- The mean sum of pain intensity difference at 30 minutes (SPID30) was statistically significantly higher for Lazanda than for placebo12
- SPID and pain intensity difference (PID) were significantly reduced at 10 minutes12
- Pain intensity was reduced as early as 5 minutes in some patients12
- Pain relief was maintained for at least 60 minutes12
- *Study description: a multicenter, placebo-controlled, double-blind, multiple-crossover study in 113 patients. Patients in this study experienced 1 to 4 episodes of BTPc a day and received a total daily dose of oral morphine ≥60 mg (or equivalent). Pain intensity difference was measured as pain intensity score at a specified time point minus pain intensity score at baseline. Doses used in this study are not defined.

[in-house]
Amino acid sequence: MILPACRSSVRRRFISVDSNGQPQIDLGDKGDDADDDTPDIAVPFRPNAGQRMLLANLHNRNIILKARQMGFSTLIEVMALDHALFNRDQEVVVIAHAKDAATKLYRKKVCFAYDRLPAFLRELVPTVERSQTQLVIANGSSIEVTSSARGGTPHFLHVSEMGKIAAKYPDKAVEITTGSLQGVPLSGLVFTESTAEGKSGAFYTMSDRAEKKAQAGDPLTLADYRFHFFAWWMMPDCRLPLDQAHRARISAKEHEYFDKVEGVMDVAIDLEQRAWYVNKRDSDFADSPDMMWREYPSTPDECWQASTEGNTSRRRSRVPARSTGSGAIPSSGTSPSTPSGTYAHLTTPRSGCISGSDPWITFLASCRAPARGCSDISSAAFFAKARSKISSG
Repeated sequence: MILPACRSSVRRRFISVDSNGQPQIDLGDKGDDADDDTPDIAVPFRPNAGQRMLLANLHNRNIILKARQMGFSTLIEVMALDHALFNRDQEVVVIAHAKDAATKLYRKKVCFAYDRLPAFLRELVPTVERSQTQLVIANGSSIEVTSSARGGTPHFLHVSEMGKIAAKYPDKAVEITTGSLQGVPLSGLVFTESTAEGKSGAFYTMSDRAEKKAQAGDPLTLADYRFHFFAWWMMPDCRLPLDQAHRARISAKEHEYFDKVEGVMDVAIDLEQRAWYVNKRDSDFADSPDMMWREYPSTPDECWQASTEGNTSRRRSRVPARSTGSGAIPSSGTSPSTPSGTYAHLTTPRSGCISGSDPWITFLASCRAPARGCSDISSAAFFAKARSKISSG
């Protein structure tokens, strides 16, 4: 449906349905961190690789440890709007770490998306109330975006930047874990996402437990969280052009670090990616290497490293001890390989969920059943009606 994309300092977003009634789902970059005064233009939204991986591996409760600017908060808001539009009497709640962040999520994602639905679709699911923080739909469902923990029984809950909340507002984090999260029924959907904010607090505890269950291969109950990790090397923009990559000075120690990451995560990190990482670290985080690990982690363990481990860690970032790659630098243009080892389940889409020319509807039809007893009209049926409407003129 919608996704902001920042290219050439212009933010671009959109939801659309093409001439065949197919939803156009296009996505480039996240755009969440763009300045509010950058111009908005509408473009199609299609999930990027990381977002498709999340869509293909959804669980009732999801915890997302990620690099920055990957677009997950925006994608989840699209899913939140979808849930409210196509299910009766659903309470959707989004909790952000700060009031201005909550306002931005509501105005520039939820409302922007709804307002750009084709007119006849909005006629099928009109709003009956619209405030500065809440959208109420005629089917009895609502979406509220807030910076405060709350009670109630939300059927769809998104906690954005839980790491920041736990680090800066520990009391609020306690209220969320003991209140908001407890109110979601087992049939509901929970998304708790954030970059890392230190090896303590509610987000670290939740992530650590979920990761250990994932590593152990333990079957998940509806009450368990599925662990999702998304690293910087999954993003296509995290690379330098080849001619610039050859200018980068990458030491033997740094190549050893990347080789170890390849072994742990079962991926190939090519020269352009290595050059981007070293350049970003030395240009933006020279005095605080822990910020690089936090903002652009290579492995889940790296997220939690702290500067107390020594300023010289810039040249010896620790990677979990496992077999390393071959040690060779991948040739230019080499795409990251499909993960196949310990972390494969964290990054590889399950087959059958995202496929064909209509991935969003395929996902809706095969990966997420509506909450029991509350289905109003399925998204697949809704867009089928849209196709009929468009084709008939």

- Treatment-emergent AEs (total across all dosage strengths used in this study) included vomiting (10.6%); nausea (8.8%); dizziness (8.0%); disease progression (4.4%); epistaxis (4.4%); headache (3.5%); nasopharyngitis (3.5%); somnolence (3.5%); and dysgeusia (2.7%).